2) Open engine lid, check engine and fuel pump is dry and not seeping oil or diesel anywhere (a few dark shades are ok, but no moist patches) ..no stains on the driveway
3) pull dipstick, check oil level and look for gunk (moisture/foam) (there souldn't be any)
4) check both coolant vessels for correct levels and signs of oil in water (there souldn't be any)
5) go into the cab, turn the key, check glow plug light comes on, turn off key
6) get seller to start the engine while you stand behind the van. Pre-heating should take about 30 seconds and once the starter kicks in, a good engine starts immediatedly. A puff of smoke is normal and ok ...a big suffocating cloud isn't.
7) once the start-up smoke has cleared the exhaust should be pretty much smokeless, you definetly don't want to see big blue or white clouds and you don't want to smell unburned diesel either
8 ) on idle the thing will clatter and rattle pretty badly, that's normal ...once again check for seeping oil or water, no bubbles in the coolant and then close the engine bay and take it for a drive
9) once up to speed and getting wamer, the clatter and rattle should be replaced by a nice hum without any harsh clonks or pings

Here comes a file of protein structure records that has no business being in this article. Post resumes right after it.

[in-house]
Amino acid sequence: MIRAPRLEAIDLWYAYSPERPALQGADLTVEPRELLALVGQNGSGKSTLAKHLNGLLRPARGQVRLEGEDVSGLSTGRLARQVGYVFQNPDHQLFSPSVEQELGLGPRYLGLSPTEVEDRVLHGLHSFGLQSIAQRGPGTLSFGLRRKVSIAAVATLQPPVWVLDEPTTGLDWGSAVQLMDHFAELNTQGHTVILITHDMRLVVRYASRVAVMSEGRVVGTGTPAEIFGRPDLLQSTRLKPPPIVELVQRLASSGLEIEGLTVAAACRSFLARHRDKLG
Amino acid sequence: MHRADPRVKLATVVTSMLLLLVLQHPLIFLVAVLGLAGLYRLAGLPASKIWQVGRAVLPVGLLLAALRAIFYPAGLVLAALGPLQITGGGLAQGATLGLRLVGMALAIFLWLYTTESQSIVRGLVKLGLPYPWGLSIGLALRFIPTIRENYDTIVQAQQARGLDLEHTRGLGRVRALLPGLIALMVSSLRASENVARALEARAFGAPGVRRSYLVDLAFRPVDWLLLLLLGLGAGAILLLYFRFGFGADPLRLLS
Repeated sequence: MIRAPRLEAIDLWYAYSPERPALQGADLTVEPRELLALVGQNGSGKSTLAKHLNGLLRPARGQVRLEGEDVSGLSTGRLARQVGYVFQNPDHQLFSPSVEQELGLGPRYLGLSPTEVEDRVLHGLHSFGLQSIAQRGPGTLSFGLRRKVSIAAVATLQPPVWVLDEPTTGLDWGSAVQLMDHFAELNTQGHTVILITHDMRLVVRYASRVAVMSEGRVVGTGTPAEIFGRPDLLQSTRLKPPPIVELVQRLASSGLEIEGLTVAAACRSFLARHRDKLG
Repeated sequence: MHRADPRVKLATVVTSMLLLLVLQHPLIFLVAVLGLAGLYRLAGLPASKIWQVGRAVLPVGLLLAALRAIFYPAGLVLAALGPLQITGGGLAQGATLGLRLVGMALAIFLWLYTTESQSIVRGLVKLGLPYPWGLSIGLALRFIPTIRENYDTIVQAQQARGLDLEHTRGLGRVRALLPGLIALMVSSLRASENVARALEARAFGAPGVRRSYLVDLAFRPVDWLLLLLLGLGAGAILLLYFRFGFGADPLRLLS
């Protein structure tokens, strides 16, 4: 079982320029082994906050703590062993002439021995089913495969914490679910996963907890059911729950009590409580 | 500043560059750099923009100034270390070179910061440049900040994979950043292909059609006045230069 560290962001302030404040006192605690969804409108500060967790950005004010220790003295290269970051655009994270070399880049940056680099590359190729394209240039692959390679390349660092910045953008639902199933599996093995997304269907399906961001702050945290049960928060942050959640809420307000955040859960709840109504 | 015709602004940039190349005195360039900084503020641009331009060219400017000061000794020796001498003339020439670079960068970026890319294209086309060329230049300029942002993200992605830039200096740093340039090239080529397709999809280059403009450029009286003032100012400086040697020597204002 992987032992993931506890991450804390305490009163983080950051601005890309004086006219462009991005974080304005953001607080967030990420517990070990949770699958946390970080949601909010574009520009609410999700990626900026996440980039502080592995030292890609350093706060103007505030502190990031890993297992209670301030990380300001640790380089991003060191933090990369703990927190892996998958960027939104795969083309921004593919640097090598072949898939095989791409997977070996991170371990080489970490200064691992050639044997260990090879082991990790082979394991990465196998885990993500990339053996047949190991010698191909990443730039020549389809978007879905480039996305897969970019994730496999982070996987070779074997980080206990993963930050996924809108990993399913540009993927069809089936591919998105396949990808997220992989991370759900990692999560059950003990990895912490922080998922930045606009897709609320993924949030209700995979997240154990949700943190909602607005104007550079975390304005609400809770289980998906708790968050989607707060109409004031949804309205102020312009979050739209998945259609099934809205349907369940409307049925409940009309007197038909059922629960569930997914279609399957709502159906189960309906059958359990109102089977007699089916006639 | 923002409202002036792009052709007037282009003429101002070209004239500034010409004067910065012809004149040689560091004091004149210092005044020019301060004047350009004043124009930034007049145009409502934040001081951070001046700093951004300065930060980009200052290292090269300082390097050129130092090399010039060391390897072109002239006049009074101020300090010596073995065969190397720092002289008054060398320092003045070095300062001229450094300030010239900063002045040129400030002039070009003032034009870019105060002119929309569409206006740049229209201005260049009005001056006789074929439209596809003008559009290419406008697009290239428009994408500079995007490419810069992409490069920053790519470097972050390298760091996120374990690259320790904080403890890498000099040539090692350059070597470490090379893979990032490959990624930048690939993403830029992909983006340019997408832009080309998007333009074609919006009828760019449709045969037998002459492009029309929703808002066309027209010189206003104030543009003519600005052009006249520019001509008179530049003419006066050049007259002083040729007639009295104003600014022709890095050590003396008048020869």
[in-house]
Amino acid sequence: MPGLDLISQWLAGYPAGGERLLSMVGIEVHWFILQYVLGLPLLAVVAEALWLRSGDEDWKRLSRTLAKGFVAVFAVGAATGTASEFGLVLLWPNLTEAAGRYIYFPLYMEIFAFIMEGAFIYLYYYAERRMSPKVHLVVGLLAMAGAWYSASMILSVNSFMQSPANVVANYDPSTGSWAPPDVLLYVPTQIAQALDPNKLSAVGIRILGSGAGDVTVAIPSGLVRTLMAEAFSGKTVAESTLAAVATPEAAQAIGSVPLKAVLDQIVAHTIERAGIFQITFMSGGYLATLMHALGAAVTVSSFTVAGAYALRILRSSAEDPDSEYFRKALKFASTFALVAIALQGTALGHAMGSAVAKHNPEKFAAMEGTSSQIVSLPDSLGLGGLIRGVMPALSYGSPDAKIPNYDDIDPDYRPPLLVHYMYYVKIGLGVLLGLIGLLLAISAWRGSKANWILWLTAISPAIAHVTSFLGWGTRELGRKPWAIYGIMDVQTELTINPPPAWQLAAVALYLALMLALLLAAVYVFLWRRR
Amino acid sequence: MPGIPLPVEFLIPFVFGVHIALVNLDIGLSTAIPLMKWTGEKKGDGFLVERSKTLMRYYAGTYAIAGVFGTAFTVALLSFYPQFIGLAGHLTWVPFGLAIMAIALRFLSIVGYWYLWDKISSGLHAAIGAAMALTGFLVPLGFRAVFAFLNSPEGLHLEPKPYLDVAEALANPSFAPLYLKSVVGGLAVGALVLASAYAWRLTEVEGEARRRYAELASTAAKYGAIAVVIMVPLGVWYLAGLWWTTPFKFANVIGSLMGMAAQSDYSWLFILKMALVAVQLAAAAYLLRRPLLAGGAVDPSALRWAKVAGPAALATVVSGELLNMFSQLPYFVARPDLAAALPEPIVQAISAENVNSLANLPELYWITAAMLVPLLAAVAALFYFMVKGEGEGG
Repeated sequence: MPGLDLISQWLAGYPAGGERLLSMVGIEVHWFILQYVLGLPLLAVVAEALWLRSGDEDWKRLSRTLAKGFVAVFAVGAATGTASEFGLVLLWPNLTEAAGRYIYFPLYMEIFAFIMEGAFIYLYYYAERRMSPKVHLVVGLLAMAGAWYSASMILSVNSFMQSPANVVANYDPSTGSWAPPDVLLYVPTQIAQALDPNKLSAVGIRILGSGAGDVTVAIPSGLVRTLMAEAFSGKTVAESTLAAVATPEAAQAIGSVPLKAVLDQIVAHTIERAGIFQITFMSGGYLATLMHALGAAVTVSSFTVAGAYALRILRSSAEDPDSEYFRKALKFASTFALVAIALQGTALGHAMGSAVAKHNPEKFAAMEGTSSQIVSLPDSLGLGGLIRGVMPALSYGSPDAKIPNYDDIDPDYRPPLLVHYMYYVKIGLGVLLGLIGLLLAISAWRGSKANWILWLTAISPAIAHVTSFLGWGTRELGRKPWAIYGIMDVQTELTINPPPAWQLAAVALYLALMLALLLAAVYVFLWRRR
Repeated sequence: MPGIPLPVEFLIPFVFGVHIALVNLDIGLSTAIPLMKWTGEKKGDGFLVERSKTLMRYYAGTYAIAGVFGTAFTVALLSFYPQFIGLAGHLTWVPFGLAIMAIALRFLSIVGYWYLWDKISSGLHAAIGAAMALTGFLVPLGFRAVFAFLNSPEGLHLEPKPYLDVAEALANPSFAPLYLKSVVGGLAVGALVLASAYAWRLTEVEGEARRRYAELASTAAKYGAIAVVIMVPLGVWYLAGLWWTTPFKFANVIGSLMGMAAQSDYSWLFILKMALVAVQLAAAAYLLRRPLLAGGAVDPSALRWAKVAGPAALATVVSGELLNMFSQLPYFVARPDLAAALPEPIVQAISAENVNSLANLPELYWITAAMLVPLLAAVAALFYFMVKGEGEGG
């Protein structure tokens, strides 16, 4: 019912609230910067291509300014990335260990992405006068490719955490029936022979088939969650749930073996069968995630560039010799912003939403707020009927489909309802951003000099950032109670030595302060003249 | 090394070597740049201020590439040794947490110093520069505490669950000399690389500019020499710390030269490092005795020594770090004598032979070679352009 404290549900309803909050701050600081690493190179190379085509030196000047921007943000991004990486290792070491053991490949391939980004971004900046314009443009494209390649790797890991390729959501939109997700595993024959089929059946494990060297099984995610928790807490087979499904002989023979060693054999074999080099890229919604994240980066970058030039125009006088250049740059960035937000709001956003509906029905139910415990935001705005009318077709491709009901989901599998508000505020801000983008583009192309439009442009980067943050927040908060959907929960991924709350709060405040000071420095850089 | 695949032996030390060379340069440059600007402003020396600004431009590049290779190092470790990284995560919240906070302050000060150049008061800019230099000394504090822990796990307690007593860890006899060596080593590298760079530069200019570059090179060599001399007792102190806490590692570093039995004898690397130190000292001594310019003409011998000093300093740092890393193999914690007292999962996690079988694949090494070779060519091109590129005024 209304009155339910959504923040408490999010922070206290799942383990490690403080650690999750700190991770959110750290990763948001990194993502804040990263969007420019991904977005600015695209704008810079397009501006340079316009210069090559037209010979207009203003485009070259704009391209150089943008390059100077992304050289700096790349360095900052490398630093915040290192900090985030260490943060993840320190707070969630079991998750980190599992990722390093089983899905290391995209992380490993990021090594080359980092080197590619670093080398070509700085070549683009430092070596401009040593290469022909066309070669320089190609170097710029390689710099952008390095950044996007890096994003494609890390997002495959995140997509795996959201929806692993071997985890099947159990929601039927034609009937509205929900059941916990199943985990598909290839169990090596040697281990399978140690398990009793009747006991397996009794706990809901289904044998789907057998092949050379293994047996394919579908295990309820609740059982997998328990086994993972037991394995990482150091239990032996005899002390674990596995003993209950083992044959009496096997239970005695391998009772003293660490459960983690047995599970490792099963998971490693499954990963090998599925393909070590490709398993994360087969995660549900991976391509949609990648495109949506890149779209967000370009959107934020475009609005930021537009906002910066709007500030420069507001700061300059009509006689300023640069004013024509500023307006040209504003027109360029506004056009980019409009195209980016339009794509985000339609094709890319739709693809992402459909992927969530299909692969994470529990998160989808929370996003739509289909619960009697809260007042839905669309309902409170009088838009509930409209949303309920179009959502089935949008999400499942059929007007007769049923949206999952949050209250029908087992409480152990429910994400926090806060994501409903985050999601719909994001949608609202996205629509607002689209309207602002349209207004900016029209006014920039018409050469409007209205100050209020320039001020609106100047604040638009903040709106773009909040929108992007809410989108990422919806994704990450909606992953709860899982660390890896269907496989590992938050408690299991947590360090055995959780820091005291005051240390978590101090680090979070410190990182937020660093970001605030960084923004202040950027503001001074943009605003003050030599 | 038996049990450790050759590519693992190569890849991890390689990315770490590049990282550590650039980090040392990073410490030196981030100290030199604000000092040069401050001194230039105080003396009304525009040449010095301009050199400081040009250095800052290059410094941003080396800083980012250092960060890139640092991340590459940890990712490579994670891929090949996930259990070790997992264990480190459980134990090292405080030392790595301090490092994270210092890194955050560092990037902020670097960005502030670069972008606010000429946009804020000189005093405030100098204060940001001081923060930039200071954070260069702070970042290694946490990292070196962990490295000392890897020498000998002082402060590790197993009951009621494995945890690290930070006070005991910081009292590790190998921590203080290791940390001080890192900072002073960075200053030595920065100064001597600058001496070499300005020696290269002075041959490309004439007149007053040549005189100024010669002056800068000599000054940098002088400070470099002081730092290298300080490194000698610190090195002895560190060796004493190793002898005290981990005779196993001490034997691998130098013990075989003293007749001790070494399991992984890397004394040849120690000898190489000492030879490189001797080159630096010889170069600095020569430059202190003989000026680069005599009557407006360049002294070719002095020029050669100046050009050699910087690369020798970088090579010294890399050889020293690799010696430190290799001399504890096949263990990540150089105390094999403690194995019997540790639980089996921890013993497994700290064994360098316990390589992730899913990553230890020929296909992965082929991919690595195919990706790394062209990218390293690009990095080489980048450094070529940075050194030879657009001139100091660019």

10) if you clearly see smoke in the rear view mirror while driving, that's a bad sign. The engine does smoke under acceleration (every diesel does), you can see that in the side mirror if you try to look at the exhaust ...but you shouldn't be able to see it in the rear mirror.
11) it should pull nicely throughout the gears, with a marked push from the turbo at mid range
12) the temp gauge isn't scientifically accurate, anything about 1 cm either side of the LED is normal
13) drive it for a good few miles until it is well warmed up, let it idle and repeat checks 2 - 4 & 8
14) turn off engine, let it sit for a minute ...it should restart without trouble
Once all of this was checked to your satisfaction, it is time to fork out for an expert ...you might just have found a good one
Kermit: In addition to Peasants reply ..
Take a quick look at the condition of the timing belt, its easy enough, just unclip the top of the cover a pull it back, look for any cracks and fraying etc ..
I learnt the hard way when buying my first T25 a few years ago which was a 1.6TD
HarryMann: Nice one peasant! ...to add to that, unless you're buying in darkest coldest winter, cold-starting can only be guesstimated in mid summer, so early morning would be best time to hear it start from cold. Should settle down to a steady idle at about 900 rpm fairly quickly without too much fuss. Many will have turbo in less than A1 condition, so a slight blue haze under power may not be the engine itself.
A good guide is simply, does it respond and pull smooth and well.
Poor cold starting in winter can just be broken glo-plugs (cheap fix), blown glo-plug fusible link (even cheaper) - or if persists , very bad sign for engine condition esp. if combined with smoke when warmed up. A good condition TD should start pretty well in warm weather from cold without waiting for glo-plugs, indicating good compressions.